There may come a time while searching for your dream job at which you are offered a position you feel compelled to decline. There are a multitude of reasons for declining a job offer, from disliking a commute to feeling generally ill at ease during the interview process. Whatever your reason for rejecting a job offer, doing so politely and professionally will allow you to maintain a positive reputation in your industry, as well as a rapport with that company in the future. Our recruiters help people every day in advancing in their career, and oftentimes that involves coaching candidates on declining a job offer. Here are some guidelines to help you decline a job offer politely:
Keep the big picture in mind. You might not feel this job is right for you at this time for whatever reason, but it is possible that you might feel differently under different circumstances. For this reason it is important that you keep positive relationships with the companies who show interest in you. This is especially true if your reason for wanting to decline an offer is contingent upon subjective circumstances that have potential to change (inability to find near enough housing, for example).
Communicate quickly. Once you have made the decision that you do not wish to accept an offer, it is important to compose yourself and make a phone call to the office. In this phone call, inform the individual in charge of hiring that you feel that you need to decline the offer. It is not necessarily your obligation to provide a reason; simply saying, “I do not feel that this is a good fit for me at this time,” will communicate what is necessary while remaining humble and courteous. If you do plan to offer a reason, be aware that some managers might counter you with a solution to your problem with the job. For instance, if you feel uncomfortable with a lengthy commute, you may be invited to telecommute instead. If you feel that you will decline the position regardless of what accommodations are made, it may be unnecessary to cite a specific reason for turning the offer down. Another highlight of being vague is that you do not say anything that could hinder future talks with this company.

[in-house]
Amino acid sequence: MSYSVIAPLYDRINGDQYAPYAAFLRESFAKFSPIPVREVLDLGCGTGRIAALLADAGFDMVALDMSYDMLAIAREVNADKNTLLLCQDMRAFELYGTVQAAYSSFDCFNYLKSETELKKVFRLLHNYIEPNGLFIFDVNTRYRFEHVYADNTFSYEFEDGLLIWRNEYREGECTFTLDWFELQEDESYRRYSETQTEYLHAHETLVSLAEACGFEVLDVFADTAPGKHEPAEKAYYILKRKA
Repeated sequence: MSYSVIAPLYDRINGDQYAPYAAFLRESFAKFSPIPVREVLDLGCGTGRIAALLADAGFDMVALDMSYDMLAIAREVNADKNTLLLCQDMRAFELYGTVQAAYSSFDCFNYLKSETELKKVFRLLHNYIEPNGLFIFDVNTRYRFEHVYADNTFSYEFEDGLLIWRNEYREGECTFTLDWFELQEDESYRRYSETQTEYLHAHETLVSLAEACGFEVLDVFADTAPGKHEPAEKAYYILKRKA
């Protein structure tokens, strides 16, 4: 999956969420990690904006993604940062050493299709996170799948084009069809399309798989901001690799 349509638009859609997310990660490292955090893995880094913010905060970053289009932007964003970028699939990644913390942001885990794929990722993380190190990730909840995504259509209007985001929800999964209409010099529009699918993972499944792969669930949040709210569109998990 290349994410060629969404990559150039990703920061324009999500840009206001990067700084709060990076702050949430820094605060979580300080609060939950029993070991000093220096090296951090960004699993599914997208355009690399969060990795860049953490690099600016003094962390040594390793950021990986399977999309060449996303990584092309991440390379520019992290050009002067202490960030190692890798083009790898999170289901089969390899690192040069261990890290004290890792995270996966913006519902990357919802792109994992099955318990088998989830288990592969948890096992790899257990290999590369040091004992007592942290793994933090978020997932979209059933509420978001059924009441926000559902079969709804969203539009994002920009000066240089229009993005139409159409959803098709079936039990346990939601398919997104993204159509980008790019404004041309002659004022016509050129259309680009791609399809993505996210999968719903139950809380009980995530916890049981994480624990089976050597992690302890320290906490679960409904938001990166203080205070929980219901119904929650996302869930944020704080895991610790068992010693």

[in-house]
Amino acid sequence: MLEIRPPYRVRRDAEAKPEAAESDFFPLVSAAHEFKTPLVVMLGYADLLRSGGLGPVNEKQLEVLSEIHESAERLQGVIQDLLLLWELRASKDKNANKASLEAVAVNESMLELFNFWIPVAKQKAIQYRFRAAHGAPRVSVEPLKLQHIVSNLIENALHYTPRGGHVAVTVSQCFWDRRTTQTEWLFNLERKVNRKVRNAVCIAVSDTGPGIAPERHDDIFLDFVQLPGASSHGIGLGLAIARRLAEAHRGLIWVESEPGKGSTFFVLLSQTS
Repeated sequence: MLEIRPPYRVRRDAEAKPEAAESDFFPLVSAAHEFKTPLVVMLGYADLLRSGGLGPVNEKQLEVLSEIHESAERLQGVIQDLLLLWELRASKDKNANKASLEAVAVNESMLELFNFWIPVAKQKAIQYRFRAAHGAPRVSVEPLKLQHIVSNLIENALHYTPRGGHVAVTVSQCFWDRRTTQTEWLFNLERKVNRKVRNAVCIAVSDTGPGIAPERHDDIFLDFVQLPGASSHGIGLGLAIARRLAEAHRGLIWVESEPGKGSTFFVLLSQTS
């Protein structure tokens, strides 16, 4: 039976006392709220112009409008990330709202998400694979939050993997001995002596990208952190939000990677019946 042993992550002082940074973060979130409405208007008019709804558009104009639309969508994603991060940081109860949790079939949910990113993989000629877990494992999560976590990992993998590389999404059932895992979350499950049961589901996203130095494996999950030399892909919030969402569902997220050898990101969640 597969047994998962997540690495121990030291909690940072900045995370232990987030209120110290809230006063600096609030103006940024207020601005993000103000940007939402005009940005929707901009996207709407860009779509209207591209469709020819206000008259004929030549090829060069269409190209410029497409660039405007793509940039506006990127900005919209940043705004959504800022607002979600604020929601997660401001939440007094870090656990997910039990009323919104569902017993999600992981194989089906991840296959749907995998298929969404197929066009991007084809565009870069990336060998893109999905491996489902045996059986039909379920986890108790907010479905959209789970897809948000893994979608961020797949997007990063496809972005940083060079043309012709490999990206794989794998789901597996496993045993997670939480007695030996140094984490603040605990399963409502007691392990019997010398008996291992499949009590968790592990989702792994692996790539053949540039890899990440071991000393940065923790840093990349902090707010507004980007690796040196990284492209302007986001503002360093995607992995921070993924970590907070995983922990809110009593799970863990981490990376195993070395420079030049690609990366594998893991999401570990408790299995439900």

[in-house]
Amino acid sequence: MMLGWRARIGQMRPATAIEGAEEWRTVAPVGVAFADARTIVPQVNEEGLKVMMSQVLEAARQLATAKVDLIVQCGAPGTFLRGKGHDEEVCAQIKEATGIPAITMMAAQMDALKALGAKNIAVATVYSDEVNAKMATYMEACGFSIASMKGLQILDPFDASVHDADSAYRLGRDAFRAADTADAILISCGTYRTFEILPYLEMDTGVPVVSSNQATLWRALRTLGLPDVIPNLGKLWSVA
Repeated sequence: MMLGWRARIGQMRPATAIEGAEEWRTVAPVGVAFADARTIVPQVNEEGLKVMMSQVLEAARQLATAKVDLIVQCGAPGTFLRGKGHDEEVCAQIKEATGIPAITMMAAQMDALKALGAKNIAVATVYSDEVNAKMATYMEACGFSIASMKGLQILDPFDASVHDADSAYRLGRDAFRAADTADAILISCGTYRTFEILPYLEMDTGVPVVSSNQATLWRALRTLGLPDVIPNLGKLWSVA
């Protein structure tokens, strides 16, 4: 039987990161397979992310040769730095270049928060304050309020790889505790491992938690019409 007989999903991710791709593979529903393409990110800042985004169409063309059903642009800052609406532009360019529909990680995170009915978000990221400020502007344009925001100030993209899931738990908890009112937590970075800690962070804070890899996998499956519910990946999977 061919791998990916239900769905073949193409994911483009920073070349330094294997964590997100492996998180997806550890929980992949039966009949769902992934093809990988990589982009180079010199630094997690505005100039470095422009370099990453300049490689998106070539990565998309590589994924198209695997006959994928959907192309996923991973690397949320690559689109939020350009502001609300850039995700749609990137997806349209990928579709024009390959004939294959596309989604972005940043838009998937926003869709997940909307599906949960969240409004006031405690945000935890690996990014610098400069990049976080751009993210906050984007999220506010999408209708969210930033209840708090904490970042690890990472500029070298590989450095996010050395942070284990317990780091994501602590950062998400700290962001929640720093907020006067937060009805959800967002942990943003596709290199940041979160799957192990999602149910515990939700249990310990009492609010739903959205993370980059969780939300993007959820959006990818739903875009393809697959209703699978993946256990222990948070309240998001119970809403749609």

Write a letter. After you have made the phone call to the office and verbally declined a job offer, the final step is to write a formal letter thanking the hiring manager for his/her time, consideration and for offering the position. This is the most polite thing you can do, and it is the right thing to do after any interaction with a hiring department. Thank-you notes are encouraged after interviewing for a job, as well as after being offered a job–regardless of what your decision about that job may be. Doing this will corroborate why you were likely offered the job in the first place: you are a courteous, humble and appreciative individual. Again, this step is integral in considering the future with this company. You never know what might change down the road.
Contact us today to get started building your dreams on offers you won’t want to decline!